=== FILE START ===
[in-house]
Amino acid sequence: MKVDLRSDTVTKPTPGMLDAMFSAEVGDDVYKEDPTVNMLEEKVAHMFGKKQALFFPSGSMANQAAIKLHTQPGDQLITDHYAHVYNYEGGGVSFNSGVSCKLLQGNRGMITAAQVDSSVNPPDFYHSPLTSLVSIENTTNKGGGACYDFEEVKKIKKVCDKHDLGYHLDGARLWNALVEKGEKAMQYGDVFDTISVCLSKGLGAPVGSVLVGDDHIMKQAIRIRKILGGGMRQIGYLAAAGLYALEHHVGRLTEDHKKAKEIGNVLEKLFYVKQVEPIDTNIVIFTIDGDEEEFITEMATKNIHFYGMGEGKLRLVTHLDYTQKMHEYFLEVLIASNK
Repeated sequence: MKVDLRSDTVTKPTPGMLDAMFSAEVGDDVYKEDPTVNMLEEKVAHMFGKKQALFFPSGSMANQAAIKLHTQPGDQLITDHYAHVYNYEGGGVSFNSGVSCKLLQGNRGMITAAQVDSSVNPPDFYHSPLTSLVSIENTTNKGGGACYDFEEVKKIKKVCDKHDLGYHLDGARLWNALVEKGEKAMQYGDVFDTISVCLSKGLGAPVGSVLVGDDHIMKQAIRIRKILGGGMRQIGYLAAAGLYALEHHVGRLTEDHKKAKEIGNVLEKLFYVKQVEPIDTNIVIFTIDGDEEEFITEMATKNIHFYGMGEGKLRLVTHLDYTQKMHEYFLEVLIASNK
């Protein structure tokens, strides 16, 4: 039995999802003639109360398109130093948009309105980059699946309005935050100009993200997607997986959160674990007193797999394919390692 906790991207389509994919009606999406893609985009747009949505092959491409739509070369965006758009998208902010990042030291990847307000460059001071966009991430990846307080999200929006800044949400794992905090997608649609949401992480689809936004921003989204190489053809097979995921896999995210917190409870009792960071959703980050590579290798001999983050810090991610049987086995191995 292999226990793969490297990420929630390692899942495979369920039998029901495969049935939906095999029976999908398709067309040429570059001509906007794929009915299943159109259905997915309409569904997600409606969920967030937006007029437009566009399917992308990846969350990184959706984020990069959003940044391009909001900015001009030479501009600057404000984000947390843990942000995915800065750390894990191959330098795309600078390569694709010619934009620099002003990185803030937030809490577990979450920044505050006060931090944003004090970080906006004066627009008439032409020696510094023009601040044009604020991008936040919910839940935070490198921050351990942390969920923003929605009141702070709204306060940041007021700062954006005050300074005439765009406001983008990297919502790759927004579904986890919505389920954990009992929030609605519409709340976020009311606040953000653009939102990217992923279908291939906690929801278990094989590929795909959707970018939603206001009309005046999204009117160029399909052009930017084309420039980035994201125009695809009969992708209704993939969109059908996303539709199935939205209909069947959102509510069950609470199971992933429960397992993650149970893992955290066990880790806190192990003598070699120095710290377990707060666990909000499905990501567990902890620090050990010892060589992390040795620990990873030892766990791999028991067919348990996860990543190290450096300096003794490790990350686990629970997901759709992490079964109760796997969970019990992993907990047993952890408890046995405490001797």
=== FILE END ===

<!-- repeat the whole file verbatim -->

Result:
[in-house]
Amino acid sequence: MKVDLRSDTVTKPTPGMLDAMFSAEVGDDVYKEDPTVNMLEEKVAHMFGKKQALFFPSGSMANQAAIKLHTQPGDQLITDHYAHVYNYEGGGVSFNSGVSCKLLQGNRGMITAAQVDSSVNPPDFYHSPLTSLVSIENTTNKGGGACYDFEEVKKIKKVCDKHDLGYHLDGARLWNALVEKGEKAMQYGDVFDTISVCLSKGLGAPVGSVLVGDDHIMKQAIRIRKILGGGMRQIGYLAAAGLYALEHHVGRLTEDHKKAKEIGNVLEKLFYVKQVEPIDTNIVIFTIDGDEEEFITEMATKNIHFYGMGEGKLRLVTHLDYTQKMHEYFLEVLIASNK
Repeated sequence: MKVDLRSDTVTKPTPGMLDAMFSAEVGDDVYKEDPTVNMLEEKVAHMFGKKQALFFPSGSMANQAAIKLHTQPGDQLITDHYAHVYNYEGGGVSFNSGVSCKLLQGNRGMITAAQVDSSVNPPDFYHSPLTSLVSIENTTNKGGGACYDFEEVKKIKKVCDKHDLGYHLDGARLWNALVEKGEKAMQYGDVFDTISVCLSKGLGAPVGSVLVGDDHIMKQAIRIRKILGGGMRQIGYLAAAGLYALEHHVGRLTEDHKKAKEIGNVLEKLFYVKQVEPIDTNIVIFTIDGDEEEFITEMATKNIHFYGMGEGKLRLVTHLDYTQKMHEYFLEVLIASNK
């Protein structure tokens, strides 16, 4: 039995999802003639109360398109130093948009309105980059699946309005935050100009993200997607997986959160674990007193797999394919390692 906790991207389509994919009606999406893609985009747009949505092959491409739509070369965006758009998208902010990042030291990847307000460059001071966009991430990846307080999200929006800044949400794992905090997608649609949401992480689809936004921003989204190489053809097979995921896999995210917190409870009792960071959703980050590579290798001999983050810090991610049987086995191995 292999226990793969490297990420929630390692899942495979369920039998029901495969049935939906095999029976999908398709067309040429570059001509906007794929009915299943159109259905997915309409569904997600409606969920967030937006007029437009566009399917992308990846969350990184959706984020990069959003940044391009909001900015001009030479501009600057404000984000947390843990942000995915800065750390894990191959330098795309600078390569694709010619934009620099002003990185803030937030809490577990979450920044505050006060931090944003004090970080906006004066627009008439032409020696510094023009601040044009604020991008936040919910839940935070490198921050351990942390969920923003929605009141702070709204306060940041007021700062954006005050300074005439765009406001983008990297919502790759927004579904986890919505389920954990009992929030609605519409709340976020009311606040953000653009939102990217992923279908291939906690929801278990094989590929795909959707970018939603206001009309005046999204009117160029399909052009930017084309420039980035994201125009695809009969992708209704993939969109059908996303539709199935939205209909069947959102509510069950609470199971992933429960397992993650149970893992955290066990880790806190192990003598070699120095710290377990707060666990909000499905990501567990902890620090050990010892060589992390040795620990990873030892766990791999028991067919348990996860990543190290450096300096003794490790990350686990629970997901759709992490079964109760796997969970019990992993907990047993952890408890046995405490001797």